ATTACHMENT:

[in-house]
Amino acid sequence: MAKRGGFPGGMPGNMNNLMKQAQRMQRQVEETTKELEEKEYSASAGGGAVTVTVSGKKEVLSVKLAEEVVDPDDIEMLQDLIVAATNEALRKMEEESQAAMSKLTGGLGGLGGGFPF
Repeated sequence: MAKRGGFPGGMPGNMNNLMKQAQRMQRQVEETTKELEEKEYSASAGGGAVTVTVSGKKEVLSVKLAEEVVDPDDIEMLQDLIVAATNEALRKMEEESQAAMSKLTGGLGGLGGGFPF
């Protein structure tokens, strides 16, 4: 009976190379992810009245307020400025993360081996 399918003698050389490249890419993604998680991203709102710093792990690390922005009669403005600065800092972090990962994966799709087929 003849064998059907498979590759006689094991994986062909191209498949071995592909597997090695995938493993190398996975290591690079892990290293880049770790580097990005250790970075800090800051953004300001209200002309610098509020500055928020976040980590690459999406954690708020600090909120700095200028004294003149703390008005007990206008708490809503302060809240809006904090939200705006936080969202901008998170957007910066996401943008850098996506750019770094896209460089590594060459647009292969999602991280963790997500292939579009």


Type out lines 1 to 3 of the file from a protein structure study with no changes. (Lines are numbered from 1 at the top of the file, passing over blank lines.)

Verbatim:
[in-house]
Amino acid sequence: MAKRGGFPGGMPGNMNNLMKQAQRMQRQVEETTKELEEKEYSASAGGGAVTVTVSGKKEVLSVKLAEEVVDPDDIEMLQDLIVAATNEALRKMEEESQAAMSKLTGGLGGLGGGFPF
Repeated sequence: MAKRGGFPGGMPGNMNNLMKQAQRMQRQVEETTKELEEKEYSASAGGGAVTVTVSGKKEVLSVKLAEEVVDPDDIEMLQDLIVAATNEALRKMEEESQAAMSKLTGGLGGLGGGFPF